How can I memorise things more effiecently?

Rene T.
Firstly, whatever is going on, everything is going to be great and I’m confident you can overcome not just this issue but everything else.
Secondly, I believe that writing down everything you need to remember is the best way.
You can do this in the “reminders” app or on paper. If you have a planner or a bullet journal, I highly recommend to pre-plan as a “future log” or any similar action, so you can incorporate this method with the way you plan/journal.
Good luck!
N I P.
I recommend searching up the SRS system online. It's a flashcard system with spaced intervals that helps you get information down in the long term. I've using it for kanji memorization and it works very well so far
Zachary Y.
I’m the worst at this at this place in my life so I go back to Illogical Association, a technique often used for memorization, at least it was in Medical Terminology. I never missed a single question thanks to that technique. Hope it works for you.
Taliciana S.
Try to relate ideas to things or people. If they are long phrases, repeat them three times each. This tip was given by a college teacher and it worked for me just fine!
Brayden N.
Use Anki App if it matches with the things you're learning. It's absolutely genius.

Have a short review session of things you've learned at night right before heading to bed. Giving fresh information to your brain will help store it better while you're sleeping.

Always be curious of what you're learning and willing to understand it first before trying to memorise it. Some things are bothering you? Don't spend too much time trying to grasp it but just the action of trying and looking for deeper information/explanation can go a long way.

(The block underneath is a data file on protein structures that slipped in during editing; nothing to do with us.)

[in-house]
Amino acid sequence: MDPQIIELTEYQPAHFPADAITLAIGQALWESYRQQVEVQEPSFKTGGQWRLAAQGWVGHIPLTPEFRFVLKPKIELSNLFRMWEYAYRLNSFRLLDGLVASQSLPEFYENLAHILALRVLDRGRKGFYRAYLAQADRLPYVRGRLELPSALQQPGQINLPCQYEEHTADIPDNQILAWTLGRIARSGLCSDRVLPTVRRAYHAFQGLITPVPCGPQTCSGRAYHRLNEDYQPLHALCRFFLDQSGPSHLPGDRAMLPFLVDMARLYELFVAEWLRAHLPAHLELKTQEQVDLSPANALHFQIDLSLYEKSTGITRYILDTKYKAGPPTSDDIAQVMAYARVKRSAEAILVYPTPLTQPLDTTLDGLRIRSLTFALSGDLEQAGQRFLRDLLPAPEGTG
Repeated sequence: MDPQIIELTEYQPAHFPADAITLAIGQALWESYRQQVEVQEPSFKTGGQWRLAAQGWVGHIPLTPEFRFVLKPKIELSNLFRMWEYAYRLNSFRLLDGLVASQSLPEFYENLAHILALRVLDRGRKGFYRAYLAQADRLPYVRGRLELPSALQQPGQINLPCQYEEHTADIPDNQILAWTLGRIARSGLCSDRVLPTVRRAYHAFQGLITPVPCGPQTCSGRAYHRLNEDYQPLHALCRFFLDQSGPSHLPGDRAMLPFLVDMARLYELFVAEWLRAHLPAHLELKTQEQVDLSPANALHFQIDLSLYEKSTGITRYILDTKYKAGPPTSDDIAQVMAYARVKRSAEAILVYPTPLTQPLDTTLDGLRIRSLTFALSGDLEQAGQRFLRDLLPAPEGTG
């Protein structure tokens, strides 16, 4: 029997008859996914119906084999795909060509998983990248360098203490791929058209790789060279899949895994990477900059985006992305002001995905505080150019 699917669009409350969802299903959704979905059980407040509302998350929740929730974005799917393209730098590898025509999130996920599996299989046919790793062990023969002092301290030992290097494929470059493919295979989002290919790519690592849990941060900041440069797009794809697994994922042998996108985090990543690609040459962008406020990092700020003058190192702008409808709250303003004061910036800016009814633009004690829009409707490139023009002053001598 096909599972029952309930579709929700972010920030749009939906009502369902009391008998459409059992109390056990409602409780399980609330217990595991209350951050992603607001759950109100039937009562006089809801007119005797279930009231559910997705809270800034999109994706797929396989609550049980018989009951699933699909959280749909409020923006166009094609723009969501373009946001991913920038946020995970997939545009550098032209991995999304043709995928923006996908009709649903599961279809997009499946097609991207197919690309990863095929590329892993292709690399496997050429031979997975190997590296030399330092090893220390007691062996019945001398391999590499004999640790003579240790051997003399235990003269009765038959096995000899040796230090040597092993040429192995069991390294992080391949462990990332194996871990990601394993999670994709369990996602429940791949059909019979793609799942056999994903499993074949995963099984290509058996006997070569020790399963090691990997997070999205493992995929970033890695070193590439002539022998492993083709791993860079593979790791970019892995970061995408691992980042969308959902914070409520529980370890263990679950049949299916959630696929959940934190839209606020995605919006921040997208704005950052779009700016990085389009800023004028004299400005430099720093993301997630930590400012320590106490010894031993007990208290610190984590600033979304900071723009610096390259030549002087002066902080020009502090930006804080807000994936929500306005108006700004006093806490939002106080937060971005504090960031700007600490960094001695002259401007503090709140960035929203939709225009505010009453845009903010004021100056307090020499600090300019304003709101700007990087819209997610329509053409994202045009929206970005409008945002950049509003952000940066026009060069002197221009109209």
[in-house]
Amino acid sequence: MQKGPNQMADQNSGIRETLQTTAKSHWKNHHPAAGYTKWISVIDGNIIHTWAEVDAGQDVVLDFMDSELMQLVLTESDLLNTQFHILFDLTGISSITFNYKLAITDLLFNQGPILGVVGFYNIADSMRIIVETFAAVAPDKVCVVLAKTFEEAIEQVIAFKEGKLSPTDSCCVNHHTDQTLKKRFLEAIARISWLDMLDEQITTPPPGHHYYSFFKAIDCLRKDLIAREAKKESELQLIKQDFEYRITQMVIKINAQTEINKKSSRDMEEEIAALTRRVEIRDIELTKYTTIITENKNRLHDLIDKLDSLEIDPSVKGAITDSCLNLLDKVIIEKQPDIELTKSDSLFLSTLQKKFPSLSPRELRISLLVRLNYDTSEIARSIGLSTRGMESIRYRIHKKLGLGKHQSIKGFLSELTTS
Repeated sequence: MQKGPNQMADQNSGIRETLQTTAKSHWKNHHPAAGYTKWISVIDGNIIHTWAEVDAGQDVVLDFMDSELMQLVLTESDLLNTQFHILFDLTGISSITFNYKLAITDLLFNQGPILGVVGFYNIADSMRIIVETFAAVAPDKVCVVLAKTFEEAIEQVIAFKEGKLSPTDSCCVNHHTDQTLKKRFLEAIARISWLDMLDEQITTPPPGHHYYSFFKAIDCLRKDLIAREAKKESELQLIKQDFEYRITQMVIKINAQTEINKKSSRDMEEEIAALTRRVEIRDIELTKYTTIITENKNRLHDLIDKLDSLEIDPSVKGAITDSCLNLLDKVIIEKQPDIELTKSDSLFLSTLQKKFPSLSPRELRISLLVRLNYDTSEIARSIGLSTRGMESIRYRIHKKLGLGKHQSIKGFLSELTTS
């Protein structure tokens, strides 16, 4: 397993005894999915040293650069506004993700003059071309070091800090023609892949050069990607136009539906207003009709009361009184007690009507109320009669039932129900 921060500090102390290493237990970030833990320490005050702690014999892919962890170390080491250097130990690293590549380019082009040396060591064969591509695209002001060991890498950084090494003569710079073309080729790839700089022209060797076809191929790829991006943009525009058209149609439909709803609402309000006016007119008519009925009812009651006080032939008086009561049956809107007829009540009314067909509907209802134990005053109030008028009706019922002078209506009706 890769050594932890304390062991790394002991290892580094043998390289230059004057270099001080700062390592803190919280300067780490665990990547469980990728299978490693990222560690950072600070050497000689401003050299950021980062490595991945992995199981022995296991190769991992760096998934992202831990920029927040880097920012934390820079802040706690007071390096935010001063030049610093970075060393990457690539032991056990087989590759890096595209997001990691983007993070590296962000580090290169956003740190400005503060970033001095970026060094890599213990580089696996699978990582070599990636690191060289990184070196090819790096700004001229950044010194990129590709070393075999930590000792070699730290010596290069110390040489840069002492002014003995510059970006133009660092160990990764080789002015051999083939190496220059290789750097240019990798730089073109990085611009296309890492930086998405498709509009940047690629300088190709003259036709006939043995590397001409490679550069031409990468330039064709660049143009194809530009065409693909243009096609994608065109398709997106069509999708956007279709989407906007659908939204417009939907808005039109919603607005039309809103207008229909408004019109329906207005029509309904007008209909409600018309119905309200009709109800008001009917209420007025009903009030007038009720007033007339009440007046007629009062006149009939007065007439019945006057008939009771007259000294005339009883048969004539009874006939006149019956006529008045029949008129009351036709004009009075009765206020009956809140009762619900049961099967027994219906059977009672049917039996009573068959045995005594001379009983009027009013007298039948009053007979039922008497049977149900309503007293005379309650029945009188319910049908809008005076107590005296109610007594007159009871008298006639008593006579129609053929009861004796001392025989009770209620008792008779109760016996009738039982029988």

If you notice something's hard to memorise or you keep forgetting about it, try to associate it with an idea, name, object, situation or whatever else you easily remember. It may be easier for your brain to associate the difficult stuff to the new associated thing than to memorise it straight.

Also be as aware as possible when learning something that you find difficult: when possible, mix in hearing, writing, saying, doing or watching the stuff you're trying to memorise, or related stuff. That way, your brain will make more connections with that thing you're learning, so you'll retrieve the information more easily.

It's normal to forget stuff. The best way to memorise something is to forget about it because then you have to come back to it, review it, and it really is a normal thing to do.

Lastly, try to have fun and be looking forward to your study /review sessions! Mood affects your learning time quality.

Jens T.
If you’re telling yourself you have a bad memory then you are wrong. My memory for movie plots, musical phrases and specific numbers far outstrips my memory for names and faces. This is due to my own personal focus. When asking how better to memorise something it’s actually better to understand that the goal is not to store a catalogue of facts but to recall useful information that you regard as important. Recall is like a muscle. It must be exercised. Short term memory recall requires short term habitual recall of the information you are trying to memorise. Mnemonic tricks like using acronyms, or associating the info. with sights, music colour and smell to get all the senses involved can help make recall easier. Ultimately it’s all about repetition. By repeating an action, in this case recall of information, you tell your subconscious that this action, recalling information is important. Your subconscious will reward you by making the act more automatic. Prolonging the habit will embed the information into long term memory.
Alexander W.
We tend to memorise events from our lives better so you should try to associate events with different parts of what you want to memorise.